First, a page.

was some slight concession to propriety.
At least time was allowed for Prime Min-
ister Attlee to get out of town.
But the issue is still alive. Further con-
sideration merely was deferred until next
week. The policy committee referred the
Ives' proposal to the Senate Republican
conference, which embraces all Senate Re-
publicans and of which Senator Millikin of
Colorado is chairman. At a meeting next
Tuesday the conference will have before it
a resolution calling for the Secretary of
State's resignation to be drafted by a com-
mittee of four appointed by Senator Taft,
with Senator Ives as chairman.
* * *
THE OPEN REPUBLICAN guerrilla war-
fare disrupts the bipartisan approach on
foreign policy in which Senator Vandenberg
of Michigan was so influential. Unfortun-
ately he is withdrawn from active partiti-
pation in affairs because of' illness.
President Truman is confronted with
an issue that deeply involves his own
jurisdiction and prerogatives in the call
for Dean and in Republican belligerence
on foreign policy indicated in other moves.
These include the demand signed by 20
Republican Senators that any agreements
with Prime Minister Attlee be submitted
in the form of treaties for ratification by

MSC .. *
To the Editor:
ON SUNDAY, December 10th,
there appeared in the Daily
an editorial written by Cal Samra
entitled "MSC Shortcomings."
Now I consider myself as loyal to
Michigan as anyone else, but I
think it's about time the students
at this University got off their
high horse, disposed of their air of
pseudo-sophistication, and faced
facts.
In reference to MSC, Mr. Samra
states that " ... the most appall-
ing aspect of this overgrown high
school is the paternalistic attitude
of the Administration. First, they
suspended the Michigan State
News, college daily, for printing an
editorial of 'ill-taste'." Tell me,
Mr. Samra, what happened to our
Gargoyle? (And let's not be naive
and childish and attribute its
failure to financial difficulties.)
Aren't we walking on thin ice,
Mr. Samra, especially when every
move WE make is controlled by an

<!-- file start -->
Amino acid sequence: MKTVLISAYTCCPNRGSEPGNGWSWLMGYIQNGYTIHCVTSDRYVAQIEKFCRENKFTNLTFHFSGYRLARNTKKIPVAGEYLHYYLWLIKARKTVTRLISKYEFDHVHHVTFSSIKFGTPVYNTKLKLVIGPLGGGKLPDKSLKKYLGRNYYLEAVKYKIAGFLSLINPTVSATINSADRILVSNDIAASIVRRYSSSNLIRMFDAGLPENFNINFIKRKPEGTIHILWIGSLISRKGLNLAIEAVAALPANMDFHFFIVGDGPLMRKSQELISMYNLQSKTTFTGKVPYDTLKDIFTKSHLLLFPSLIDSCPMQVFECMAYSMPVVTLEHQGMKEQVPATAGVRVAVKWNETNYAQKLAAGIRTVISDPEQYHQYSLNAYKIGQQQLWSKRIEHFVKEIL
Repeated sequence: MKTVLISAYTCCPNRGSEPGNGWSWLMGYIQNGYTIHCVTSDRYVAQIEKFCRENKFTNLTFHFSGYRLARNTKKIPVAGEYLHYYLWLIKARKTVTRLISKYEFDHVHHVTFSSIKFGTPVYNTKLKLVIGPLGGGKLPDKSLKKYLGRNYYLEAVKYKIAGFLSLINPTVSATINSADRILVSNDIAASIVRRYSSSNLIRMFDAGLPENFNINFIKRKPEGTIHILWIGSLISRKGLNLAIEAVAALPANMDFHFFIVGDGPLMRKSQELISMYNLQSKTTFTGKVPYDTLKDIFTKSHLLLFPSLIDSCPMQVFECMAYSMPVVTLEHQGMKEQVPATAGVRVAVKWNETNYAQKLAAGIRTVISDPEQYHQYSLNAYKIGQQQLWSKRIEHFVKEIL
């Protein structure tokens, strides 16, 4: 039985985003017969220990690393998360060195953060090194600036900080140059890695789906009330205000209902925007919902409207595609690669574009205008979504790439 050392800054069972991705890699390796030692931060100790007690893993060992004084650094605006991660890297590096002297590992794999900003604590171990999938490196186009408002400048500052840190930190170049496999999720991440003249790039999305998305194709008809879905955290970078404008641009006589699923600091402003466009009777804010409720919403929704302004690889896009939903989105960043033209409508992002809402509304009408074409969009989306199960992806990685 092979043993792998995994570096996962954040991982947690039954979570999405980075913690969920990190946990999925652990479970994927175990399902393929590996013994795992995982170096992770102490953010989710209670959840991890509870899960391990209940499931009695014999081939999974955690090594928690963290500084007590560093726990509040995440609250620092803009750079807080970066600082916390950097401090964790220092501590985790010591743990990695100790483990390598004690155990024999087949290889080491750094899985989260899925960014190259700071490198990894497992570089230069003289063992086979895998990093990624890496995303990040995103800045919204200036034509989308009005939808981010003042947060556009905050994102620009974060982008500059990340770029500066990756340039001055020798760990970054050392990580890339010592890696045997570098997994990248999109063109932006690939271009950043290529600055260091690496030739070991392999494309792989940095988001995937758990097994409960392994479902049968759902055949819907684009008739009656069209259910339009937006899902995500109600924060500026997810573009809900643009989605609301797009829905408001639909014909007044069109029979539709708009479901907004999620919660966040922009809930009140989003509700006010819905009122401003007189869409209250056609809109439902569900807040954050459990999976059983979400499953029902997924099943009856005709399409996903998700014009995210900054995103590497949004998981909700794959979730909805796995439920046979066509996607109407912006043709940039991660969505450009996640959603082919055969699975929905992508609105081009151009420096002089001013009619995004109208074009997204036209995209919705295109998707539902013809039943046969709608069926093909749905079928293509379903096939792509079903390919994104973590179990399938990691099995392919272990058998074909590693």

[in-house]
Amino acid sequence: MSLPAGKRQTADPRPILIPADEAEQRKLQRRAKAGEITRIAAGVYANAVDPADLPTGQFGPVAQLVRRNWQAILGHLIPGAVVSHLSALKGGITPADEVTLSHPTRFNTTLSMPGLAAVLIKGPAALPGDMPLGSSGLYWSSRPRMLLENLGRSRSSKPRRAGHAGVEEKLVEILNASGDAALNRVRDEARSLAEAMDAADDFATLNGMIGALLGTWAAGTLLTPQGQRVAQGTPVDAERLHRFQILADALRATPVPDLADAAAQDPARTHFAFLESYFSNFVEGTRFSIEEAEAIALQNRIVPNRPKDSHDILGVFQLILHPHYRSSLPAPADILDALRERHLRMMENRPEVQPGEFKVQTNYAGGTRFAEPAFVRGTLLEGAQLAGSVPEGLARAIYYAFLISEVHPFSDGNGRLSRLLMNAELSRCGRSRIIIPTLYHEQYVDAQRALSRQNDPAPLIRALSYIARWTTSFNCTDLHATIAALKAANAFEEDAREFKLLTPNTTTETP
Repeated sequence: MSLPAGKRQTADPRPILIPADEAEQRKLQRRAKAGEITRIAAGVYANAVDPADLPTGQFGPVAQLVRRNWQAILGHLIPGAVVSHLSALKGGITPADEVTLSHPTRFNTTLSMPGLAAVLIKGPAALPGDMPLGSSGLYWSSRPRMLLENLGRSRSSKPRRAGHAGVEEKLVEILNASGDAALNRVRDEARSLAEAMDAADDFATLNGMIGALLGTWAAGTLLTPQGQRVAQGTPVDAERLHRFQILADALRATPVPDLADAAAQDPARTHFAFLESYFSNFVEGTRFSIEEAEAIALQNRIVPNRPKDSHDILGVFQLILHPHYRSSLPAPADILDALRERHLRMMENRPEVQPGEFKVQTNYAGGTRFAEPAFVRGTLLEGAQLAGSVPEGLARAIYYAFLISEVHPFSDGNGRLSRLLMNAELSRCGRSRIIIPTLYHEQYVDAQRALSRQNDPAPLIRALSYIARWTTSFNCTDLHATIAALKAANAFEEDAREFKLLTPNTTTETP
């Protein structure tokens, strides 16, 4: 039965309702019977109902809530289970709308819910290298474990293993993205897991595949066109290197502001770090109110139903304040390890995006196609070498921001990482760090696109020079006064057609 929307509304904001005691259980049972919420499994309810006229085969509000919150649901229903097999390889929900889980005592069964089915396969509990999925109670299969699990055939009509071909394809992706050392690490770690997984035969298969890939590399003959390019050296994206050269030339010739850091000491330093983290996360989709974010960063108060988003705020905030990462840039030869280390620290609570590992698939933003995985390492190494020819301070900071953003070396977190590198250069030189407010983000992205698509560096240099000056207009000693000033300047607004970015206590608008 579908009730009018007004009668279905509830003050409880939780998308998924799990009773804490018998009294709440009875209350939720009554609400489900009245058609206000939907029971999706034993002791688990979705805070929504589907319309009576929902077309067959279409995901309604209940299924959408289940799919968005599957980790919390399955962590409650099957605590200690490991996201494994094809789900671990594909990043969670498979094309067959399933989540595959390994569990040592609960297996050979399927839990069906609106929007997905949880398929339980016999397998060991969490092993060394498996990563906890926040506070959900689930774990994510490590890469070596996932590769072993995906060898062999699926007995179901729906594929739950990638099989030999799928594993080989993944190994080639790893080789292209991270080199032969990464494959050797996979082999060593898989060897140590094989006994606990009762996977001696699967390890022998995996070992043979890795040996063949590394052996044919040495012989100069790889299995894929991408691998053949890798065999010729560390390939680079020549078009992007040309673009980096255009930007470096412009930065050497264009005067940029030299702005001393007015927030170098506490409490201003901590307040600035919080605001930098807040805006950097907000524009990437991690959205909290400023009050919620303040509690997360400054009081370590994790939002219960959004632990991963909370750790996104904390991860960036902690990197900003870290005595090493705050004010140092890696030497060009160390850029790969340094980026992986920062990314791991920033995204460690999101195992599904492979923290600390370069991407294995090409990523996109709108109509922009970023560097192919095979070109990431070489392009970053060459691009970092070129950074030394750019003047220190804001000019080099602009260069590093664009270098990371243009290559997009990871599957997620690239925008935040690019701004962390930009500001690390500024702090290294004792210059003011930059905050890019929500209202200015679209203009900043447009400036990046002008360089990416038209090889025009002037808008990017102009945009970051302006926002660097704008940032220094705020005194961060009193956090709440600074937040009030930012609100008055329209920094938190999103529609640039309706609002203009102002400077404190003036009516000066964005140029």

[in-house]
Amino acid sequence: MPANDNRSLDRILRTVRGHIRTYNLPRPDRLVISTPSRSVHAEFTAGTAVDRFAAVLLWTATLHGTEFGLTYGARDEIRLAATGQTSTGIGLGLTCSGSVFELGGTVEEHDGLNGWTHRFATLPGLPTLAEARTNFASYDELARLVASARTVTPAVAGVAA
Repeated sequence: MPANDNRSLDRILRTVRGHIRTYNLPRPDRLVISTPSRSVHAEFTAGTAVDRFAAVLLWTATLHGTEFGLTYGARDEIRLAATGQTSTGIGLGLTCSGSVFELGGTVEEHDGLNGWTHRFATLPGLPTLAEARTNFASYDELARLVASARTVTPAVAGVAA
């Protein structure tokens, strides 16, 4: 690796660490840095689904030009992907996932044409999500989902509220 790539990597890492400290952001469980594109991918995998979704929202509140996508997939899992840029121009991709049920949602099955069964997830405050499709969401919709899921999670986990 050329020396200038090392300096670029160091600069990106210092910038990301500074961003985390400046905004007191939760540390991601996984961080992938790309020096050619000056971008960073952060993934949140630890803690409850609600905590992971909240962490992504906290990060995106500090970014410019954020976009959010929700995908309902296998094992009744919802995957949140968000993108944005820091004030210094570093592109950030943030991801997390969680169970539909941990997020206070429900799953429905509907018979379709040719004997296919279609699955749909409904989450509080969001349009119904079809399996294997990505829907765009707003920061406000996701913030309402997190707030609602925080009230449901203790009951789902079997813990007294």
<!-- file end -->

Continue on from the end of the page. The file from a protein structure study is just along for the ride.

Administration set up as omnipo-
tent gods?
Th'Pi editorial goes on to say
that " . . they (the Michigan
State News) fill their pages with
articles of the most juvenile sort -
. I recall that on the front
page of the Daily a few weeks ago,
there appeared the earth-shaking
news that Burton Tower had
missed a note! ' ,
Mr. Samra goes on to criticize
the Mihigan State News for pub-
lishing editorials dealing with
school spirit. I would suggest that
copies of these editorials be dis-
tributed to every student at the
University of Michigan. A couple
of weeks ago, our football team ac-
complished what almost everyone
thought was impossible-we be-
came Big Ten Champs and con-
tenders in the Rose Bowl. But did
we have a gala celebration or
even a trace of school spirit on
campus? No, we were told that
we're used to championship teams,
and we take them in our stride.
Undoubtedly, Mr. Samra, you've
heard about people who live in
glass houses. Well, we at the Uni-
versity of Michigan haven't a right
in the world to condemn another
school for "apparent lack of good
balance."
-H. E. Criel,53E
* ***
MSC .
To the Editor:-
RE: MSC Shortcomings by Cal
Samra
Narrowness of the mind is one
of the least forgivable sins of an
individual, university or news-
paper. This seems to be the point
of view of Mr. Samra in his Sun-
day editorial, however, a look at
Mr. Samra's' reasoning, and the
remainder of that day's news-
paper, proves that both are just
as narrow as tey claim MSC
and its newspaper is.
Your writer is perturbed be-
cause MSC is rubbing it in that
MSC beat Michigan while Michi-
gan is going to the Rose Bowl, and
because MSC is beginning to cast
a shadow upon Michigan's claim
to fame.
Let's take his editorial point by
point:
1-MSC's paternalistic attitude
towards its students; what about

the fact that Provost (pappy)
Adams (front page on Sunday) is
worried about his Michigan boy's
morale. Quote: "The University
will make every possible effort to
keep you informed regarding de-
velopments which bear upon your
plans. It accepts this as a- part of
its obligation to you." Don't wor-
ry, fellas, study' hard, the draft
won't get you-until June.
2-Juvenile articles in the MSC
News; what about Mr. Samra's
article and its childish reasons
for claiming that MSC hasn't
grown up.
3-Five consecutive editorials in
the MSC News about school spirit;
what's wrong with school spirit,
perhaps Michigan could use some
(Army rally, post OSU game rally).
Quote from Sunday's Daily, page
8: "Reporters for a San Francisco
paper came out to (sic) campus
and found that Cal students evi-
dently had as much spirit as
Michigan does - hardly any."
Query. Is school spirit inherently
bad?
4-MSC thumbs her nose at
Michigan's Rose Bowl team;
granted, MSC's comments con-
cerning Michigan have been in
bad taste BUT is thatvany reason
for Michigan or for us to belittle
the MSC win over Michigan. Isn't
this the pot calling the kettle
black?
5-MSC News has articles on
pigs, girls, buildings, trees, sports,
and beer; what about the articles
in Sunday's Daily? A picture of
a ewe won by the Delta Chi
House (pigs); pictures of five
HVISCco-eds with an article that
starts this way: "In line with the
policy of the best coverage of
facts at any cost . . . " (girls); Hil-
lel building a new center (build-
ings); premature babies (nothing